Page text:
Things from London that I miss:

  • Sandwiches and sandwich shops. Well-made sandwiches are one of the best parts of British cuisine, and besides, they’re very practical as a quick lunch. M&S’s Wensleydale and caramelised carrots, for example, or their Mexican bean wrap, or Pret’s Brie & cranberry Christmas specials.
  • Spitalfields market. Not because I bought much there (apart from the occasional pie or brownie) but because it was fun to browse. The same goes for all the odd little shops in the small streets of East London. I’d never even go in, but it was fun to walk past and peer into their show windows full of things like Indian wedding accoutrements, cheap household electronics, or exotic vegetables. The neighbourhood where we live now is purely residential, and the few shops to be found are all eminently ordinary and practical, such as a hairdressers’ or a pizzeria.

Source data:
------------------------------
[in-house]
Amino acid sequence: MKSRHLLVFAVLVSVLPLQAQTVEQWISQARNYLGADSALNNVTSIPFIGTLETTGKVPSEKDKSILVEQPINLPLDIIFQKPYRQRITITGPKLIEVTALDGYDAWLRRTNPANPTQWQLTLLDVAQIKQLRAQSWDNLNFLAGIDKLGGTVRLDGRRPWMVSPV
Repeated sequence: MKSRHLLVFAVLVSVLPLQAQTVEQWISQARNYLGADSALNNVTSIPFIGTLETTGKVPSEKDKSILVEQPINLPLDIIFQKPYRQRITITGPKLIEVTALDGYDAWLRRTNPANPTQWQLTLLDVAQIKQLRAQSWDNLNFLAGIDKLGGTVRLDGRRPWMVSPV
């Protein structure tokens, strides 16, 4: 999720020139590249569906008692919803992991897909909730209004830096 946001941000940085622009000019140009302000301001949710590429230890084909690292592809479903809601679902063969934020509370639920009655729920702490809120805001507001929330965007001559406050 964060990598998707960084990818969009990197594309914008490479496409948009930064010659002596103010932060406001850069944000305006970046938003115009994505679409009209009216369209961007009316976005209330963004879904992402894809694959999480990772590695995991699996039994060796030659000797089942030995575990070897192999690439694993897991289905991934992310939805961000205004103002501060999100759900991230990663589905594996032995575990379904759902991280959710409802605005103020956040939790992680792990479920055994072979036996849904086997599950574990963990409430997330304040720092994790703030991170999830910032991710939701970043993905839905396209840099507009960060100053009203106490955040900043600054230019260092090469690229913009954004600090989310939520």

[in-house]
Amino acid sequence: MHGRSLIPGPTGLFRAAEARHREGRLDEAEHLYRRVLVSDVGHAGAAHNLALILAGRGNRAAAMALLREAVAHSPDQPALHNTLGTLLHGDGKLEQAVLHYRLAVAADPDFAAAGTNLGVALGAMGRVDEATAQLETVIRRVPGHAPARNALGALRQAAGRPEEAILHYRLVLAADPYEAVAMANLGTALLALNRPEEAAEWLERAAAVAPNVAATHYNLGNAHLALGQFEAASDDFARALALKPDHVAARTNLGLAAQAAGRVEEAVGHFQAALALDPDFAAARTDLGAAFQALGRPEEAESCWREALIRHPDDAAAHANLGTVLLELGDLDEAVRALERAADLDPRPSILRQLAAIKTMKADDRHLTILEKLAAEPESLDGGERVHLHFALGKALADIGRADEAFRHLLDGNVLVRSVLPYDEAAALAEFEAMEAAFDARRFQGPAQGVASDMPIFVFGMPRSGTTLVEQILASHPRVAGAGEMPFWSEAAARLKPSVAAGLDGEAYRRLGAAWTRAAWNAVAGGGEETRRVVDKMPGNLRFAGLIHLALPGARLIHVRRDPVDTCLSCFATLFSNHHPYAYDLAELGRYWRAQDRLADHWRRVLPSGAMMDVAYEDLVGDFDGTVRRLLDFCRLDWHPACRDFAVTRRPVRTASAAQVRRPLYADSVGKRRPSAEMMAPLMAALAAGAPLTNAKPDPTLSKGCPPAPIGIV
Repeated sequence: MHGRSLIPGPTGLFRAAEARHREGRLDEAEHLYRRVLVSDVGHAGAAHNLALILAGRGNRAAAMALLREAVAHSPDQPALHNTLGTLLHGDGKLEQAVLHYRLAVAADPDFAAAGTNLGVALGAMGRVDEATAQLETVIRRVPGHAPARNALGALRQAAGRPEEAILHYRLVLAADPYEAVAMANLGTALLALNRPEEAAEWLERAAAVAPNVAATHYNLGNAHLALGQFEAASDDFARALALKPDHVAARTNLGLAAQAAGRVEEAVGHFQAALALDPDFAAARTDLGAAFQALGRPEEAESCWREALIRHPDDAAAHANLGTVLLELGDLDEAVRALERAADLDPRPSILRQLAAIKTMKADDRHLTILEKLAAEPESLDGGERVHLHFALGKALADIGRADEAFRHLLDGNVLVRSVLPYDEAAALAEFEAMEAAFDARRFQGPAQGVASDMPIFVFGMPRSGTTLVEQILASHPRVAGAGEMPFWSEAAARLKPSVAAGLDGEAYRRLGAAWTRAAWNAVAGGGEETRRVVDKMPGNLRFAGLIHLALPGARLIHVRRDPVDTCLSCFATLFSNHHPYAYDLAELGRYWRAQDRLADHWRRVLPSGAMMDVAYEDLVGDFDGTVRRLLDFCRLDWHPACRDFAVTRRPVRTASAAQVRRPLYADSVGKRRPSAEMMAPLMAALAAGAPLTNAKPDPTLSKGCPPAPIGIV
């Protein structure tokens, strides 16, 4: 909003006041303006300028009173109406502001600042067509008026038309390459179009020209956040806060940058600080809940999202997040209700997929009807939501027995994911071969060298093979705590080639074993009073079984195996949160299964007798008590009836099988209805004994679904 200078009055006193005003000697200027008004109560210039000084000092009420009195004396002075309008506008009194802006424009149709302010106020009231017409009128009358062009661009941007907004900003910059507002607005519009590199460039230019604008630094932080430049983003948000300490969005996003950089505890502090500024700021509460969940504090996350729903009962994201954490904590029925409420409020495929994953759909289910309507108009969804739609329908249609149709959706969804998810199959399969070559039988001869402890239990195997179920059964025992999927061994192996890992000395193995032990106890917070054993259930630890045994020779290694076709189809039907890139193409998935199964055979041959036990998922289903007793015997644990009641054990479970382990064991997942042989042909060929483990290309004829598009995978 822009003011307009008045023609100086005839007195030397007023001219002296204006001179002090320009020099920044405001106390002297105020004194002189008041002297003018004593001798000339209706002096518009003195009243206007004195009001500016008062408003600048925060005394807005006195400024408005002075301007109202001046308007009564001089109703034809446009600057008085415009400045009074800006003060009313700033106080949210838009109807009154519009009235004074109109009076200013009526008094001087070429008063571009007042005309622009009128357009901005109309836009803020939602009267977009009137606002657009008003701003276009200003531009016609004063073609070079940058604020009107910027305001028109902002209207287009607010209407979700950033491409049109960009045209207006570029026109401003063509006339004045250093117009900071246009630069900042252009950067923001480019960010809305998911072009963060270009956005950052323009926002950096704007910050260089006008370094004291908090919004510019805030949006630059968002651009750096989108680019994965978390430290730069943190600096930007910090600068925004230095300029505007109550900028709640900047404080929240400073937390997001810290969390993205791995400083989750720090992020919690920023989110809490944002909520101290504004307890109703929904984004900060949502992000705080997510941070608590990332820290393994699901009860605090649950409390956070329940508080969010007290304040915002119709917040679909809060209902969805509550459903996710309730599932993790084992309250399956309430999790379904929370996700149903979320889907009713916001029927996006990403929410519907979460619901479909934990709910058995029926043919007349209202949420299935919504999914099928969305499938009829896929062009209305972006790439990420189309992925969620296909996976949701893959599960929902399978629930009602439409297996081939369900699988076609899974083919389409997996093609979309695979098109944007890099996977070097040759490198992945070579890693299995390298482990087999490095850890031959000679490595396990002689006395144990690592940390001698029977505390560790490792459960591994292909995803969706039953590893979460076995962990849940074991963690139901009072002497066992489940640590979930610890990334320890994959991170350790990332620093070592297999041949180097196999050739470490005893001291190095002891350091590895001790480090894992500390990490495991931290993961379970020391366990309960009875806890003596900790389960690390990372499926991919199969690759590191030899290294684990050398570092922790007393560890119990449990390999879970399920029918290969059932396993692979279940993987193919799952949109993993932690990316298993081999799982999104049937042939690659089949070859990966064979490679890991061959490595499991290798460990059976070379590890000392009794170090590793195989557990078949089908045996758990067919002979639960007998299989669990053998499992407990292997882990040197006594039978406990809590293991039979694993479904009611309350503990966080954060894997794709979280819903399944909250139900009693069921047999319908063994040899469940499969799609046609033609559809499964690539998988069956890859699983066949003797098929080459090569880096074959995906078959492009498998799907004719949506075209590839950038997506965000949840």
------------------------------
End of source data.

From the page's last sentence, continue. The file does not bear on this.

Things in Stockholm that I like:

  • Wide open blue skies. London is clouded over quite a lot of the time. Must be a local thing, maybe caused by all the traffic pollution? And even when it isn’t cloudy, the sky is never as in-your-face as it is here in Stockholm. The sky here is bluer, the streets wider and the houses lower, so the bright blueness of the sky hits me with a big smack whenever I go out. I also feel that the sun is brighter here: I cannot go out cycling during the day without wearing sunglasses, whereas I hadn’t yet brought out my sunglasses in London during the spring.
  • Hot water as soon as I turn on the tap.
  • Lifts in every single tubeT-bana and train station. And they always work, and they’re almost always clean. The whole experience is so smooth that I don’t think twice about taking Ingrid on the T-bana in her pushchair, whereas in London I would try to avoid trips to town if possible. Not surprisingly, therefore,
  • The town is full of parents with pushchairs and prams. They are everywhere. Really, one can get the impression that the fertility rate in Stockholm is about three times that of London.